When the patient experience gets tough, the radiology technologist gets empathetic.
In Knoxville, Tenn., one tech has gone above and beyond, inventing a positioning aid he calls the “Z box.” It’s essentially an adjustable frame that makes it more comfortable for patients to remain still while keeping their arms straight overhead for 30- to 60-minute procedures—which can feel like forever to folks with flexibility problems.
Right now it’s only being used for radiation therapy in cancer treatment, and at one site at that, but it’s not hard to picture the product working just as well in diagnostic imaging.
“The Z box can be used for immobilization of any thoracic or abdominal case, and can be rotated 180° and used to create a mold of the legs for pelvic simulations,” writes Zachary Allen Dutton, a radiation therapist at Knoxville’s Provision Center for Proton Therapy, in the journal Radiation Therapist. “It also offers a considerable advantage in mold creation for computed tomography simulation setups in treatment deliveries.”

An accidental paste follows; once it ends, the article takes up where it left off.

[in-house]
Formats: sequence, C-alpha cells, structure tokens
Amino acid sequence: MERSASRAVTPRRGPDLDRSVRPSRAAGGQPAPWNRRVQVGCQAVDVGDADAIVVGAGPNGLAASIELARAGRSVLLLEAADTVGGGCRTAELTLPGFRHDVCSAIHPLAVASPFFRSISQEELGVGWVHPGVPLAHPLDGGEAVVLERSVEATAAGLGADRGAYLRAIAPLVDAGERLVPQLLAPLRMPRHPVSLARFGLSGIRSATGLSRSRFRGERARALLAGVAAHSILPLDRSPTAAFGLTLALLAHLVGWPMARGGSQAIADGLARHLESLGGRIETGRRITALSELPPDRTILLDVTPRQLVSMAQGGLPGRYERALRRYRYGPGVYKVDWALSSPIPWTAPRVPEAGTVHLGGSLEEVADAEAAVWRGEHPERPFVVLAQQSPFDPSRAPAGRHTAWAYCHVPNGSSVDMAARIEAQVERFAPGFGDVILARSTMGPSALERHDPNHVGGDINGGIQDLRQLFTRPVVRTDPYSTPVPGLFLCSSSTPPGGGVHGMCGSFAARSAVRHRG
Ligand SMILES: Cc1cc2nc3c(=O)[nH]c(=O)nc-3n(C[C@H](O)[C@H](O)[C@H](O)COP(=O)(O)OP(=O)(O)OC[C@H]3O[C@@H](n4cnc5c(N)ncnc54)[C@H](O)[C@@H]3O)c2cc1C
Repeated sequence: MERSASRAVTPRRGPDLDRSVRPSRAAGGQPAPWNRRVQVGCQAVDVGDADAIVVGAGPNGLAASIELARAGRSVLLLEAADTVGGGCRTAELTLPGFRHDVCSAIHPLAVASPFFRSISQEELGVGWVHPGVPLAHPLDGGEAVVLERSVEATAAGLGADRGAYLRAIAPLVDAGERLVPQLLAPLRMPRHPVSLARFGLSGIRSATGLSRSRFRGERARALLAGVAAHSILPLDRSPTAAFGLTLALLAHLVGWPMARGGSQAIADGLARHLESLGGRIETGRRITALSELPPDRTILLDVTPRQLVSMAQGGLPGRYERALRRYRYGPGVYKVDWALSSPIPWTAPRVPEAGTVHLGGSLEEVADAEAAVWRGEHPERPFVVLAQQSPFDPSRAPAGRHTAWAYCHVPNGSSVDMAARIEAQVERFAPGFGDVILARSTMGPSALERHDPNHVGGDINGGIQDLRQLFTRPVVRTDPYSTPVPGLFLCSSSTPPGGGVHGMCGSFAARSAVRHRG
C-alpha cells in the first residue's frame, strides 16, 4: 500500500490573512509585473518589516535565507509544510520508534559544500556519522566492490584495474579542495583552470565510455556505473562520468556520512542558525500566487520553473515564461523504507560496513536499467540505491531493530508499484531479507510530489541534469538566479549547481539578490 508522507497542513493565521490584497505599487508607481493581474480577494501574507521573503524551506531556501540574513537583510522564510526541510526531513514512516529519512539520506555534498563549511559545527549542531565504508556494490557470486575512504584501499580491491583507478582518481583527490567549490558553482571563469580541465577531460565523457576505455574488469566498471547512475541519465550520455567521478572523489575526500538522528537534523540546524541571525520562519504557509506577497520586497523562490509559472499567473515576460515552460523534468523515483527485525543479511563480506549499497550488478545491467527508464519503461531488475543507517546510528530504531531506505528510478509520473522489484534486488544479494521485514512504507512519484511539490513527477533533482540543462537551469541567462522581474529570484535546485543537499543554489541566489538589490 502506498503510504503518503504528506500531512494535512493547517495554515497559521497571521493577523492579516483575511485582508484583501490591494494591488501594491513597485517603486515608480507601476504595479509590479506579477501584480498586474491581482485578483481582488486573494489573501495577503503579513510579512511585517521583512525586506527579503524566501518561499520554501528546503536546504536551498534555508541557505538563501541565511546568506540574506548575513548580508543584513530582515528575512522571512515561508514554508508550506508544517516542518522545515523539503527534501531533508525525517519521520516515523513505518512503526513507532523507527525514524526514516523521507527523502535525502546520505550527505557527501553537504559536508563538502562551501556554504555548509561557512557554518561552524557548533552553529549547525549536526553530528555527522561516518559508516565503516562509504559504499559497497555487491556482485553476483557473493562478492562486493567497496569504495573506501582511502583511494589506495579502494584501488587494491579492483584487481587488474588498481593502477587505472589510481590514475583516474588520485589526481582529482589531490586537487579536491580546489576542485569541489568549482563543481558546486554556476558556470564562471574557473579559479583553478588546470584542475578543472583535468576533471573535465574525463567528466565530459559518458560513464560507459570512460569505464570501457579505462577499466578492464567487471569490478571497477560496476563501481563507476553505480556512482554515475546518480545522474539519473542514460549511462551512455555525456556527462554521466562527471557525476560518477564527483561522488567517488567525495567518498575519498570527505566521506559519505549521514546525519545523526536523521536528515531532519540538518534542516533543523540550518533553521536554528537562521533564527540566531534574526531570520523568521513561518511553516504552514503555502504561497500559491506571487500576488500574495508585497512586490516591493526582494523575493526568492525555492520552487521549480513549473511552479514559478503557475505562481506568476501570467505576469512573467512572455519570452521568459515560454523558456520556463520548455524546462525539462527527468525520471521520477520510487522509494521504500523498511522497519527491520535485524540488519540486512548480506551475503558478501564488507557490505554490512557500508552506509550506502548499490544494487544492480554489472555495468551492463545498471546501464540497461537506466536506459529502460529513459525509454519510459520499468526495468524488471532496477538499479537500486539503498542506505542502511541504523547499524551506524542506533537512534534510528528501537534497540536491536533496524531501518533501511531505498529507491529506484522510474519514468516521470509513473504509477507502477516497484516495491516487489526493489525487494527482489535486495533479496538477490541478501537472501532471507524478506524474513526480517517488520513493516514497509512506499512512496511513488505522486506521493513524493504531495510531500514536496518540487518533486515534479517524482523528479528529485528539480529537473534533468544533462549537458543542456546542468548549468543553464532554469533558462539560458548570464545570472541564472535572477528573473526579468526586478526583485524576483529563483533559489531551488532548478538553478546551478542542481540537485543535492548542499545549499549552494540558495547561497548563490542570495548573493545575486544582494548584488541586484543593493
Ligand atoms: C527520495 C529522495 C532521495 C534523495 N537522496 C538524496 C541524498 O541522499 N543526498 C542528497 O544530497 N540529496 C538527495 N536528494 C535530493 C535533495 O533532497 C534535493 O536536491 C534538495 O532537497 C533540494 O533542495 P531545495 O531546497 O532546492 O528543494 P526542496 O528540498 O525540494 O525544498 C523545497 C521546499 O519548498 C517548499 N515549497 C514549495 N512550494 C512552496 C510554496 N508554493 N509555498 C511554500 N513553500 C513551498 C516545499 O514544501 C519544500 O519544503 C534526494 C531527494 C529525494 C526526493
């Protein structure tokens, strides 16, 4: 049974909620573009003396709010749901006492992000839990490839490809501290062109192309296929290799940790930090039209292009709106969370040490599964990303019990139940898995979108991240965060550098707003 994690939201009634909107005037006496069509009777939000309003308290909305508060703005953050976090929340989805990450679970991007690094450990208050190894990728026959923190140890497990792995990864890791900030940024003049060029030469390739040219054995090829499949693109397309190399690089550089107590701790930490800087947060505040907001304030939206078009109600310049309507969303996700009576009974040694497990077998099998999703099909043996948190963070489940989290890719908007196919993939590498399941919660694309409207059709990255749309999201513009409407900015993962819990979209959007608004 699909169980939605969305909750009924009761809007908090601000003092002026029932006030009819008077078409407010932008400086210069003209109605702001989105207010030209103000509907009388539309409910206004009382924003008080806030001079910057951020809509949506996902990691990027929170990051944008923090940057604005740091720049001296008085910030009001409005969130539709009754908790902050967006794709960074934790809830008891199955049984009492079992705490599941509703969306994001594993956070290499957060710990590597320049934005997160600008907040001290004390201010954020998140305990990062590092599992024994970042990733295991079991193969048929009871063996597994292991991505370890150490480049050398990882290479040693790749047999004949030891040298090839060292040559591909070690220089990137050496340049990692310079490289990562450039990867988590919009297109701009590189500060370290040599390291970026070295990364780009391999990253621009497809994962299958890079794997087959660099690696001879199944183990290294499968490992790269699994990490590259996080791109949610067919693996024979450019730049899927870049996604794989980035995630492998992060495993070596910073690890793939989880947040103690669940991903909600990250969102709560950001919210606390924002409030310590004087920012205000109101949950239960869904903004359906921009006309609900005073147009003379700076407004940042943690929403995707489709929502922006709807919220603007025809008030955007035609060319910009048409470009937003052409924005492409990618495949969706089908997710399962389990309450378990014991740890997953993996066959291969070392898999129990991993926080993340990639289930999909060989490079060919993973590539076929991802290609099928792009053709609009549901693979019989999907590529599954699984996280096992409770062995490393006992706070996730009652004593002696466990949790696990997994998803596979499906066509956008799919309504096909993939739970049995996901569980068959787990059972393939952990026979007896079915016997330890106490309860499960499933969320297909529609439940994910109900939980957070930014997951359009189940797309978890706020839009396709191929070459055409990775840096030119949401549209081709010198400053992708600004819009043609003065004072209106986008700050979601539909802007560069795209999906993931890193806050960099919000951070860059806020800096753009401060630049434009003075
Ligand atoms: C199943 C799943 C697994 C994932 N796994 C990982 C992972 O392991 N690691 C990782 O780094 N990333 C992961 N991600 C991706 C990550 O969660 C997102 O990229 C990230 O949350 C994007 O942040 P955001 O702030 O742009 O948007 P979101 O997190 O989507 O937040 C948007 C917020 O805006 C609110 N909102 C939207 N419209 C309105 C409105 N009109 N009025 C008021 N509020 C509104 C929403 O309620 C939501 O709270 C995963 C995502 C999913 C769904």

Dutton designed the device in his garage, building a prototype out of wood. The current iteration is made of a “medically acceptable plastic material” that he says is “lightweight, strong, durable and enables easy and thorough cleaning.” It works in tandem with commercial patient-molding products such as Smithers Medical Products’ Alpha Cradle.
“Some centers use Styrofoam boxes made individually for each patient that allow the Alpha Cradle to remain inside the box and grow around the patient, but they must be made new every time for every patient,” writes Dutton. “The box’s strength often is insufficient when the patient climbs into it for computed tomography simulation.”
According to Dutton, the device also allows a technologist to solo a job that used to require a second set of hands, saving time and boosting productivity.
While it’s currently only in use at the Provision Center for Proton Therapy, Dutton told the Knoxville News Herald that other centers have expressed interest in his Z box.